- Condition one: exposed live parts on one side of the working space; parts on other side are not live or grounded, or are guarded by insulating materials.
- Condition two: exposed live parts on one side of the working space; grounded parts on the other side.
- Condition three: exposed live parts on both sides of working space.
2. Distances are measured from exposed live parts, or from the enclosure or from the opening if the parts are enclosed. \
3. Single phase.
4. Assumes normally balanced system voltages with phase-phase voltage essentially equal to phase-ground voltage times 1.73.
Alternatively, the user may wish to implement procedures that prohibit opening doors or compartments on one side of the working space when doors or compartments on the other side of the working space are also open.
In earlier days, users often were concerned only with working space in front of equipment. However, with changes in regulations and the NEC, working space requirements also apply to the rear of the equipment when there is need to maintain or examine live parts at the rear of the equipment. In the earlier days, it was considered that the equipment should not be opened for maintenance or examination unless the equipment was de-energized.
However, Occupational Safety and Health Administration and NPFA 70E® (Standard for Electrical Safety in the Workplace) now are premised on the concept that parts must be considered as being energized until it is proven that they are not energized.
NFPA 70E Article 120 provides the steps to achieving an “electrically safe work condition” as (in brief):
- Determine all possible sources of electrical energy
- Switch “off” each source using a disconnect device
- Visually verify disconnects are fully open, or that drawout type devices are in the fully withdrawn position
- Test for the presence of voltage
- Ground the phase conductors with grounding equipment rated for the available fault duty.
These steps make it clear that conductors must be treated as if they are live parts (energized parts) until they are proven otherwise.
The NEC is enforced by the Authority Having Jurisdiction (AHJ), defined in NEC Article 90 as the organization responsible for enforcing the requirements of the NEC. This is usually the local or state electrical inspection agency for the particular site. The AHJ has great latitude in interpreting the requirements of the NEC, and enforcement of the code varies significantly from one jurisdiction to another. Thus, the user should always consult with the local AHJ before arriving at firm conclusions on requirements for installations, including issues of working space.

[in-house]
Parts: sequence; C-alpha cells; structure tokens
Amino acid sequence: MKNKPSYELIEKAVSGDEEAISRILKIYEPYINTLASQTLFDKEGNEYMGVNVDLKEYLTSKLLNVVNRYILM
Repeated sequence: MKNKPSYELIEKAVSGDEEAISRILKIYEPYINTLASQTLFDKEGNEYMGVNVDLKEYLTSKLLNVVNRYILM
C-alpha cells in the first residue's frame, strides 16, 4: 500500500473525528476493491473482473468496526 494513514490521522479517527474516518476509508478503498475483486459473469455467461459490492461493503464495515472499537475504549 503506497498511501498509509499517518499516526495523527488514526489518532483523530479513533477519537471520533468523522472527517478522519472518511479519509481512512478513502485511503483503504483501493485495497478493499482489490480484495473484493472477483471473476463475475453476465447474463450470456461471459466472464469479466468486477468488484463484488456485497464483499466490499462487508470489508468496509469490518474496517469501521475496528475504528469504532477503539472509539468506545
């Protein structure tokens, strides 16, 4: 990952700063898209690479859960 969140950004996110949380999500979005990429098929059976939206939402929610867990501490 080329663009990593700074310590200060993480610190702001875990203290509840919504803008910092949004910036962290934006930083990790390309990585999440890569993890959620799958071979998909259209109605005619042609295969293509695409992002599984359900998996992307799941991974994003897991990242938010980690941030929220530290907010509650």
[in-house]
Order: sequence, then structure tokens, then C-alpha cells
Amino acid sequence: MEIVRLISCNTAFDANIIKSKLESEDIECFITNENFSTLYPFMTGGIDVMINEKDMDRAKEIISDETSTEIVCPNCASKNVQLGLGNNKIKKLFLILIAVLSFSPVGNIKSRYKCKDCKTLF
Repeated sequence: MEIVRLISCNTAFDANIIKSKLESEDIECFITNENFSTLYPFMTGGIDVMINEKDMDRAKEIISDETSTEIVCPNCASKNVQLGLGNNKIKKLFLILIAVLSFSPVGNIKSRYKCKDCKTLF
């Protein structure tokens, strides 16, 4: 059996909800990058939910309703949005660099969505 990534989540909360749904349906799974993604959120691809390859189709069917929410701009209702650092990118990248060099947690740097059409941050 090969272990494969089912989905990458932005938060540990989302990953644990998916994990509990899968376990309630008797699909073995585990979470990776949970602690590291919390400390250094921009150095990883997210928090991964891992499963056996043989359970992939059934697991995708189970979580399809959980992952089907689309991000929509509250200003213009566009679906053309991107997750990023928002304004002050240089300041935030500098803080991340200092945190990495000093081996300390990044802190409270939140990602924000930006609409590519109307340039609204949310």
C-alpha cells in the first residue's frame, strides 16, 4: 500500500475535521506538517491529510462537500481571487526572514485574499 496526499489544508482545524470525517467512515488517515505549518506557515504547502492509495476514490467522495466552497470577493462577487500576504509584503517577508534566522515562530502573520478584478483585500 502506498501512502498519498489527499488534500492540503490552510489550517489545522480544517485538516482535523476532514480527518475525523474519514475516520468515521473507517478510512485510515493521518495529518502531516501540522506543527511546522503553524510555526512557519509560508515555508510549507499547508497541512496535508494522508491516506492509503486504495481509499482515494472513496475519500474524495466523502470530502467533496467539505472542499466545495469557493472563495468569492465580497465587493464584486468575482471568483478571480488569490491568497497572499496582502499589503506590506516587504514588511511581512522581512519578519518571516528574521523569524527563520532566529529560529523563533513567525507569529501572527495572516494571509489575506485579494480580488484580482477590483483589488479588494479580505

This discussion deals with the working space required to perform operations or examine the equipment, or to perform maintenance. It does not deal with the issue of clearances required around equipment from sides that are not required to be accessible for maintenance.
For example, if the manufacturer requires that the side of the equipment can be located a certain distance (for example, 6” (15 cm)) from the nearest wall, the NEC rules would not apply unless there is some maintenance operation or examination that would have to be performed at that side of the equipment. In simple terms, the NEC requirements for clear working space only apply to areas where work needs to be performed.
This article is intended for informational purposes only and is not meant to be a comprehensive summary of the requirements and specifications set forth in the NEC (NFPA 70). Equipment owners are solely responsible for ensuring safe working environments and compliance with regulations. Those responsible for design of facilities must comply with the clear working space requirements around equipment in the most current version of the NEC (NFPA 70) applicable to the installation.